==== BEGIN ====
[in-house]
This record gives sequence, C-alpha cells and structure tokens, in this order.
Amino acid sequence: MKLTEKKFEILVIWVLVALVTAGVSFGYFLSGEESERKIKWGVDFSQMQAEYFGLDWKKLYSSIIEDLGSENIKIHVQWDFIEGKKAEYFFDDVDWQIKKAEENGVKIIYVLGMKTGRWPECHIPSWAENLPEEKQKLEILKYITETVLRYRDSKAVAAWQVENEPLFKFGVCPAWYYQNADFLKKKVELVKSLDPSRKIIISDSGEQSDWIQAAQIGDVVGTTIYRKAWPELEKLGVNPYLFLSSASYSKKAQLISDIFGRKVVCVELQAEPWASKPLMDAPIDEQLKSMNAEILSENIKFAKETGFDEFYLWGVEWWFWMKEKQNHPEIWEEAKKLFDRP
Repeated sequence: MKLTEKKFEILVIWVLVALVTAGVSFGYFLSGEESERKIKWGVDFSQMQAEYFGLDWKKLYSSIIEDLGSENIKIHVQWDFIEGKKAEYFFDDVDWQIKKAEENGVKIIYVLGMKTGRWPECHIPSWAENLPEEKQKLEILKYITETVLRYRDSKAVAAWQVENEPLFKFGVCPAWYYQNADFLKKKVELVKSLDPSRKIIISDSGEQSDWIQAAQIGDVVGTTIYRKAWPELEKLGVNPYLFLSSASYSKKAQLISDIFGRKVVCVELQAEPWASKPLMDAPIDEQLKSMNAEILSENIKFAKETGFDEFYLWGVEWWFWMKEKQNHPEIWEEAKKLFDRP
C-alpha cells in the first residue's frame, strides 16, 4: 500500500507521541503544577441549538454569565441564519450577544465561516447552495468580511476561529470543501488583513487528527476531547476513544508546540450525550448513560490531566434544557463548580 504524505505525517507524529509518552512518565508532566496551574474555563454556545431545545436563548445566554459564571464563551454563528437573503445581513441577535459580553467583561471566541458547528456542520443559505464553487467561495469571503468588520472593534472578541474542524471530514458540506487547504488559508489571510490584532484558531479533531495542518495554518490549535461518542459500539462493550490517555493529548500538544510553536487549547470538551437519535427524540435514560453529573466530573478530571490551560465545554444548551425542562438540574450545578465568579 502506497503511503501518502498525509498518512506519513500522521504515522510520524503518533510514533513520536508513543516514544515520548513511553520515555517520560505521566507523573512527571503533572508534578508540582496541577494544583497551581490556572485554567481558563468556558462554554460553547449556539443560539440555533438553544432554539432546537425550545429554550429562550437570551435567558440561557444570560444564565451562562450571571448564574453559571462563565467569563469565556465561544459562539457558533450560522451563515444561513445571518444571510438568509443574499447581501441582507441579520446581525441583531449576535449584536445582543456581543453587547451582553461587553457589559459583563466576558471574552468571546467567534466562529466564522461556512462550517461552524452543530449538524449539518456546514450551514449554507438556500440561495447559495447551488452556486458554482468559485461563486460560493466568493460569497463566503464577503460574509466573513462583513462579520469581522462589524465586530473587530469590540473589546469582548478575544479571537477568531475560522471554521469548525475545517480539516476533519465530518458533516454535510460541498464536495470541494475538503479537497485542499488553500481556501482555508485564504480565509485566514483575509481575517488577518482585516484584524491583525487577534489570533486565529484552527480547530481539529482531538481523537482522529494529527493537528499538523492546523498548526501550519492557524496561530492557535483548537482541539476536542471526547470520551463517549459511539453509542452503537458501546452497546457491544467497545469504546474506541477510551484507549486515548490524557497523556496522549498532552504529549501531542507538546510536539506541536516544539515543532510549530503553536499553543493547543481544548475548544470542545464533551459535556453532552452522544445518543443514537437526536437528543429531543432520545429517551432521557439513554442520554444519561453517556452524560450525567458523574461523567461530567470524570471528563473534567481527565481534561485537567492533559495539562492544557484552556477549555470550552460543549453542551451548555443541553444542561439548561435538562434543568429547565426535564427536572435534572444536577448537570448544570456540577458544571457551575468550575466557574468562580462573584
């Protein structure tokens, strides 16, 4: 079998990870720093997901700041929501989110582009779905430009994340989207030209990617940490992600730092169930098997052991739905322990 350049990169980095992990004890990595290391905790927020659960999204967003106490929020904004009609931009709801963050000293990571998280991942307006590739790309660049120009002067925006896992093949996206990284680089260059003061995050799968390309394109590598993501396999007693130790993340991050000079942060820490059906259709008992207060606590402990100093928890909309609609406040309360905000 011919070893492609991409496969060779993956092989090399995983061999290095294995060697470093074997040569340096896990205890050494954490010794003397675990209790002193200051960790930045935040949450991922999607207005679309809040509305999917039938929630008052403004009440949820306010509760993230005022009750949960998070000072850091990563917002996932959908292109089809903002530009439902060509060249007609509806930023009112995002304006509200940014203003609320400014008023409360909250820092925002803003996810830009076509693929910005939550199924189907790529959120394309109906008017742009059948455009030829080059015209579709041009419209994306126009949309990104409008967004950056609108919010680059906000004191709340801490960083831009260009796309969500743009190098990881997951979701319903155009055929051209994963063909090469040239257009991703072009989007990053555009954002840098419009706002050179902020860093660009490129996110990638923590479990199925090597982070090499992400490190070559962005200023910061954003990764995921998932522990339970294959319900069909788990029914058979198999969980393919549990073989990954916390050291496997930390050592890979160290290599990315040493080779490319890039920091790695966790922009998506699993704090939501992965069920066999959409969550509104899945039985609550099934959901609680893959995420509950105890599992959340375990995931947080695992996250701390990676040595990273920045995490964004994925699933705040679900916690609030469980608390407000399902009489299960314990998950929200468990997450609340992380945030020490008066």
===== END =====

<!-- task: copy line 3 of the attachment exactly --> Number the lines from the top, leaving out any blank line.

Amino acid sequence: MKLTEKKFEILVIWVLVALVTAGVSFGYFLSGEESERKIKWGVDFSQMQAEYFGLDWKKLYSSIIEDLGSENIKIHVQWDFIEGKKAEYFFDDVDWQIKKAEENGVKIIYVLGMKTGRWPECHIPSWAENLPEEKQKLEILKYITETVLRYRDSKAVAAWQVENEPLFKFGVCPAWYYQNADFLKKKVELVKSLDPSRKIIISDSGEQSDWIQAAQIGDVVGTTIYRKAWPELEKLGVNPYLFLSSASYSKKAQLISDIFGRKVVCVELQAEPWASKPLMDAPIDEQLKSMNAEILSENIKFAKETGFDEFYLWGVEWWFWMKEKQNHPEIWEEAKKLFDRP